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Stories and features about North Carolina candidates, voters, and the politics of the 2014 mid-term elections. Polls are open across N.C. until 7:30 p.m. on election day, November 4.

Senator Rand Paul Stumps For U.S. Senate Candidate Thom Tillis

Thom Tillis, Senator Rand Paul
Jessica Jones

Wednesday morning, Republican Senator Rand Paul of Kentucky was in Raleigh to support Republican state Speaker of the House, Thom Tillis, in his race for the U.S. Senate. Tillis is running against the incumbent, Democratic Senator Kay Hagan, and the race is close. Republicans hope that Paul’s appearance will give Tillis a boost.

Big Ed’s restaurant in Raleigh was packed with diners and Tillis supporters long before the two men slipped in through a side door to work an appreciative crowd.

"Hey everybody, Welcome to Big Ed’s and good morning!  I’m Thom Tillis, I’m running for the U.S. Senate," Tillis addressed the crowd.

As reporters and cameramen gathered around him in the center of the restaurant, Tillis told them he was thrilled to have Senator Paul in town. He said Paul is someone who ultimately wants to take more power away from the federal government and give more freedom to individuals:

"This man is one of the lions in the Senate responsible for that. I’m proud to have him in North Carolina, I’m proud to have his support, ladies and gentlemen, let’s welcome Senator Rand Paul!"

Then, Paul, who was wearing a shirt and tie with jeans stepped forward in his scuffed cowboy boots.

"I’m happy to be in North Carolina today and to endorse my friend Thom Tillis for the U.S. Senate," said Paul. "As some of you know I spent seven years here, I did my medical training over in Durham at Duke University. And, as a physician, it bothers me that we have senators like Kay Hagan who frankly think that you’re not smart enough to choose your own doctor."

Paul was alluding to a frequent Republican talking point that claims Hagan broke a promise that people could keep their doctors under the Affordable Care Act. But fact checking organizations call that claim misleading. Paul’s appearance today in Raleigh was no accident. It’s part of an effort by the national Republican party to eke out support among Libertarians and Tea Party members- the very people who like Rand Paul.

"Almost anything -- tripping, walking on the stage could swing the election -- it’s so close," says John Aldrich, a professor of political science at Duke University. He calls Paul a kind of political rock star -- one who might run for president.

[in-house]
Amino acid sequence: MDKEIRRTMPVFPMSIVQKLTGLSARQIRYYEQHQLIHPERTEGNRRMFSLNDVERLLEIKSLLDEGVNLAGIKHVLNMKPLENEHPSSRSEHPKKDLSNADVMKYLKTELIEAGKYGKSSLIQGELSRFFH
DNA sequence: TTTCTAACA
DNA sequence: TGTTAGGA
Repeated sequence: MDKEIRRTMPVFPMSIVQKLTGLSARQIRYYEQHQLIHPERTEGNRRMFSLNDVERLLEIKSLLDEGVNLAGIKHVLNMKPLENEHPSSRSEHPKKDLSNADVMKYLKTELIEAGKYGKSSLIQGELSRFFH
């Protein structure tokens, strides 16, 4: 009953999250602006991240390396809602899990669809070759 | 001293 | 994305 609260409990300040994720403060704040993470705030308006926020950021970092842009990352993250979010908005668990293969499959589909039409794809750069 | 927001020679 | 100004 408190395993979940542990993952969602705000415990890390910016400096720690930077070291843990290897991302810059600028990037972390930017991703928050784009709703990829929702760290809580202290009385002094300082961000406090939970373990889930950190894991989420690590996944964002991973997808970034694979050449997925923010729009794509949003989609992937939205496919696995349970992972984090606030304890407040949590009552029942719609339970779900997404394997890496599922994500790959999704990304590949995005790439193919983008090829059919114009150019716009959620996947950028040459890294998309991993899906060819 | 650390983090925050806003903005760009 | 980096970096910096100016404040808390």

Aldrich says the national Republican party is hoping Paul’s visit will benefit Tillis:

"It will help him because there is a Libertarian party candidate, and if the Libertarian party perceives Rand Paul as not selling out but supporting them and therefore they can switch over to Tillis, that would be a big help to Tillis."

Right now polls show the Libertarian candidate, Sean Haugh, with support at about six percent. Since Tillis is only three or four points behind Hagan, any attempt to siphon away support from Haugh could help Tillis. Aldrich says Republicans would like to receive more support from Tea Party members too, but Tillis’s effort during the last legislative session to appear more moderate may not play well with those voters. 

At Big Ed’s in Raleigh today, at least a few Rand Paul supporters were ready to throw their lot behind Tillis. That’s a shift from the primary, when Paul and Tea Party supporters endorsed Greg Brannon. Tracy Perrina, was wearing a Rand Paul T-shirt.

"I was a little taken aback because I didn’t know that he would support Thom Tillis and to be honest with you, I wasn’t gonna support him until Rand Paul. I was leaning toward the libertarian candidate," said Perrina.

Perrina says when she found out that Paul was endorsing Tillis, she immediately tweeted Tillis saying he had her vote. Perrina says her Libertarian friends live all over the state and it would be impossible to ferry them herself to the polls to vote on election day. But she says she plans to do her best to get the word out.

Jessica Jones covers both the legislature in Raleigh and politics across the state. Before her current assignment, Jessica was given the responsibility to open up WUNC's first Greensboro Bureau at the Triad Stage in 2009. She's a seasoned public radio reporter who's covered everything from education to immigration, and she's a regular contributor to NPR's news programs. Jessica started her career in journalism in Egypt, where she freelanced for international print and radio outlets. After stints in Washington, D.C. with Voice of America and NPR, Jessica joined the staff of WUNC in 1999. She is a graduate of Yale University.
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